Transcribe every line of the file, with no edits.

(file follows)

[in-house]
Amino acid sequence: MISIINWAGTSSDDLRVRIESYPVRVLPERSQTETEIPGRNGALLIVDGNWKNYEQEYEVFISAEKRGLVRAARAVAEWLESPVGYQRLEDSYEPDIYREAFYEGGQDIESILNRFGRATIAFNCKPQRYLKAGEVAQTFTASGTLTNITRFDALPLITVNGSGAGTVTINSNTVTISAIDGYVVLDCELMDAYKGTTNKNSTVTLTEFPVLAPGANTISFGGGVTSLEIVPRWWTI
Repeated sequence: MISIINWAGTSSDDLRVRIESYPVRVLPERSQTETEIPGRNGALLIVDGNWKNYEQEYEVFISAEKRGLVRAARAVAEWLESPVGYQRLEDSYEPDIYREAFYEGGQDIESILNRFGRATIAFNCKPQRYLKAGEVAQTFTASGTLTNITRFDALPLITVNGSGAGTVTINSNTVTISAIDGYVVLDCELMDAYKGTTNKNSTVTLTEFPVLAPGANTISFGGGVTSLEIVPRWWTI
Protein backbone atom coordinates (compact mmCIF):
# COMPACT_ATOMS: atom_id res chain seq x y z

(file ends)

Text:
[in-house]
Amino acid sequence: MISIINWAGTSSDDLRVRIESYPVRVLPERSQTETEIPGRNGALLIVDGNWKNYEQEYEVFISAEKRGLVRAARAVAEWLESPVGYQRLEDSYEPDIYREAFYEGGQDIESILNRFGRATIAFNCKPQRYLKAGEVAQTFTASGTLTNITRFDALPLITVNGSGAGTVTINSNTVTISAIDGYVVLDCELMDAYKGTTNKNSTVTLTEFPVLAPGANTISFGGGVTSLEIVPRWWTI
Repeated sequence: MISIINWAGTSSDDLRVRIESYPVRVLPERSQTETEIPGRNGALLIVDGNWKNYEQEYEVFISAEKRGLVRAARAVAEWLESPVGYQRLEDSYEPDIYREAFYEGGQDIESILNRFGRATIAFNCKPQRYLKAGEVAQTFTASGTLTNITRFDALPLITVNGSGAGTVTINSNTVTISAIDGYVVLDCELMDAYKGTTNKNSTVTLTEFPVLAPGANTISFGGGVTSLEIVPRWWTI
Protein backbone atom coordinates (compact mmCIF):
# COMPACT_ATOMS: atom_id res chain seq x y z